The medieval castle at Wardour seems to have been accompanied by two deer parks, one for fallow deer and the second for red deer, which were defined by a Great Ditch, evidence of which can still be found in the landscape. These parks defined the context in which mid 18th century landscaping took place. In 1754 Capability Brown came to Wardour and spent five days 'making a general plan for the intended alterations' and measuring up some 620 acres adjoining the castle. Nothing was done to his designs, perhaps because his client, the 7th Baron Arundell, died in 1756, but in 1764 the Catholic Richard Woods was called in. He made an ambitious proposal for landscaping the whole park, in which a site for a new mansion had been selected by 1765, although his executed work was mainly confined to the area around the old castle, which became a focal picturesque object in the landscape. He also laid out the Great Terrace, a mile-long level grass walk flanked by laurels which led from the old castle to the new house. Woods planted more trees around the castle and made a drive through the woods from which views down to the ruins could be enjoyed. He also enlarged a (possibly medieval) fishpond west of the house into the present Swan Pond, and joined it by a cascade to a new much smaller lake, intended as the first of a series of water bodies down the valley. He built a boathouse on the Swan Pond, a porticoed cold bath by the cascade, and an icehouse and Gothic temple in a nearby plantation. The boathouse and icehouse have gone, and the ruins of the temple have been moved to Hatfield Priory in Essex, but the cold bath survives, enlarged and altered, as a farmhouse known as The Ark. This is thought to derive its name from an elegant gondola-shaped sailing boat which was built for boating parties on the Swan Pond, and which was in turn probably named from one of the ships on which the 2nd Lord Baltimore (a son in law of the 1st Lord Arundell) sailed to America to found the colony of Maryland.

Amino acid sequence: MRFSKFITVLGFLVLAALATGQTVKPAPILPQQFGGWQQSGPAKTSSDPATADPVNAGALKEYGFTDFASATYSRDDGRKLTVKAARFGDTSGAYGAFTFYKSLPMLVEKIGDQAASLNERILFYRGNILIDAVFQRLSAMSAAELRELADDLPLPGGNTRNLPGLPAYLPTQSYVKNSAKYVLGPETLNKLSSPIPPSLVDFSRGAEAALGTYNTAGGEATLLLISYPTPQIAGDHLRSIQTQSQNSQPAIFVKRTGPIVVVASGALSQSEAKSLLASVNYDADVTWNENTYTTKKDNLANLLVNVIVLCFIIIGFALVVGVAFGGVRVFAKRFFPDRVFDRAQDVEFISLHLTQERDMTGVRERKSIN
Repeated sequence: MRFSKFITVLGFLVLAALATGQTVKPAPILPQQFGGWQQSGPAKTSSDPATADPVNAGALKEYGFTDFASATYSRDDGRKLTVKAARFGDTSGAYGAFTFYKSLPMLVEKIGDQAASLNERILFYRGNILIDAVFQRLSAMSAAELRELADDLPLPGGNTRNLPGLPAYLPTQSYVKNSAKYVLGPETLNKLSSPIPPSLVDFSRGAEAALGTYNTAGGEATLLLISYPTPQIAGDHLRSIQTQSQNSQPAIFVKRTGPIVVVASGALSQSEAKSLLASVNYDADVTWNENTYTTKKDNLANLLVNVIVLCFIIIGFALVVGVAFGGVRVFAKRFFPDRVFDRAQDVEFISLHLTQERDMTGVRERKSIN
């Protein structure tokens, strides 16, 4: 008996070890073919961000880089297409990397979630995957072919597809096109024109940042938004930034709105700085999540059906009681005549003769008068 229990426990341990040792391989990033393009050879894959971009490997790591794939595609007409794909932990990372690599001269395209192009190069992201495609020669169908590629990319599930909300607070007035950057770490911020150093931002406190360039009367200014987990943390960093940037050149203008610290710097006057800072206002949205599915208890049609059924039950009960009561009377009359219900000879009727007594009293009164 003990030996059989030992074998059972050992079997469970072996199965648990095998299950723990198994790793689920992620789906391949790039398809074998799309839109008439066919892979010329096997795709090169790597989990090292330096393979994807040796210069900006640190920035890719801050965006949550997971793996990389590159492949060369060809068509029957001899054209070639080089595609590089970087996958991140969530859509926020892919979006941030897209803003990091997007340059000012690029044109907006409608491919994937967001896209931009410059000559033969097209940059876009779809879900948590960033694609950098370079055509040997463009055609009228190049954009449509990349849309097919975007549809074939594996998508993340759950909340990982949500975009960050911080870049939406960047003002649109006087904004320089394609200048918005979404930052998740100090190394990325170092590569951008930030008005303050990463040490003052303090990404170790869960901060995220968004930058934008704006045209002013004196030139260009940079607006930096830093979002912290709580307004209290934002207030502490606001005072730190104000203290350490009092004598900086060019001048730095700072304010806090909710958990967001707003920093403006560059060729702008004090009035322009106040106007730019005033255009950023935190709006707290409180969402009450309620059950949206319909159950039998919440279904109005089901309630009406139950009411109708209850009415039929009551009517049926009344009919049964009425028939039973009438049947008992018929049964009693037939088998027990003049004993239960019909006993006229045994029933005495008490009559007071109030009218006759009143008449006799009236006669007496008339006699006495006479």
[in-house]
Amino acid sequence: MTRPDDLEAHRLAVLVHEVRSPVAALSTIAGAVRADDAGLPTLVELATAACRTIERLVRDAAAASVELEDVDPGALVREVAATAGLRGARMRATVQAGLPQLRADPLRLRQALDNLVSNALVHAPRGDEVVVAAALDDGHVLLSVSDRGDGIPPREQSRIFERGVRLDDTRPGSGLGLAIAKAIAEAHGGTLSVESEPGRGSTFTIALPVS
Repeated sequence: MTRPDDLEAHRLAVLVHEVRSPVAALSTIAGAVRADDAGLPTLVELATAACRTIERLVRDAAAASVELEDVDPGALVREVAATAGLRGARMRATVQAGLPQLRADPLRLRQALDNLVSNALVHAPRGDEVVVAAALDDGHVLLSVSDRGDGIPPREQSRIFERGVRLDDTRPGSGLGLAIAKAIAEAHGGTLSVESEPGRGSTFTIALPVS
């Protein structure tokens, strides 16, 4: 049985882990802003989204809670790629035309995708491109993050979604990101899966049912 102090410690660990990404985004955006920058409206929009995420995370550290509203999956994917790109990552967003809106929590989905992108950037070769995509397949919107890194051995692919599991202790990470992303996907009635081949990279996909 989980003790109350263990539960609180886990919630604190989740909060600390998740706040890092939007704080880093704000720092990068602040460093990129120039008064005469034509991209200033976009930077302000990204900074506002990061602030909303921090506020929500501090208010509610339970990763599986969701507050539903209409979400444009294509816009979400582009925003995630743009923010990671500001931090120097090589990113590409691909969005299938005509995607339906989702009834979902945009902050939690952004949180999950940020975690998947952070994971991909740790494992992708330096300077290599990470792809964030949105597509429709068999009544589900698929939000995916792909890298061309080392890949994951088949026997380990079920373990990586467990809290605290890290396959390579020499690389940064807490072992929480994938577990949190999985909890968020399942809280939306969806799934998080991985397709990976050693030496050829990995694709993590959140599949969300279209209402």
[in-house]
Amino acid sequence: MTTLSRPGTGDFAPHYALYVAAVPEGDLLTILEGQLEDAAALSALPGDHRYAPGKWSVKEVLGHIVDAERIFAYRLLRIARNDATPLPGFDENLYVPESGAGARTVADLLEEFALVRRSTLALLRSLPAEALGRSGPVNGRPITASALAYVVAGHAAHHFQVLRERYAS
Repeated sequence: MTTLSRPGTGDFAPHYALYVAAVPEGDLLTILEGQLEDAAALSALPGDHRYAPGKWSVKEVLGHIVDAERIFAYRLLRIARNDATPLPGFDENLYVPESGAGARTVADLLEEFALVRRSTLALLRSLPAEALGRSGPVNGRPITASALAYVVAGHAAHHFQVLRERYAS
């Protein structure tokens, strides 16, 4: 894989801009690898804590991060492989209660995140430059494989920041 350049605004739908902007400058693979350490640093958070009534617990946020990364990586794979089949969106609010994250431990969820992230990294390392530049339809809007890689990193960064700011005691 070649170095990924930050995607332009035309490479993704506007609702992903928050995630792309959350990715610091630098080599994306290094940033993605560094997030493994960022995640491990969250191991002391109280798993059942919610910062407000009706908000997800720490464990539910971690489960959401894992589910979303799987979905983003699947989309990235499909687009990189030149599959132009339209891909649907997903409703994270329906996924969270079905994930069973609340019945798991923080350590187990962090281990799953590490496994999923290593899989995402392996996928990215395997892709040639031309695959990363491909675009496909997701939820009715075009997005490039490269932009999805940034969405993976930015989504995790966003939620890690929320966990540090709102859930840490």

Old Wardour Castle: the banqueting house probably designed by James Paine c.1773. 

West of the castle ruins is a two-storey late Georgian Gothick summer house with ogee-headed windows. There is no reference to this in the documentation of Woods' alterations, and it seems to date from 1773, when James Paine was building the new Wardour Castle, so it was probably designed by him. Although primarily a classical architect, he was prepared to design in the Gothick style where, as here, the setting made this appropriate.  Built against the bailey wall, the banqueting house has two floors on the lake side but only one from the castle side. The lower rooms were service accommodation and the upper rooms (now a wedding venue) for the gentry, and in the 19th century when the castle ruins were open to the public the place was run as a refreshment room for visitors . 

Old Wardour Castle: the grotto built by Josiah Lane in 1792. Image: Simon Burchell. Some rights reserved.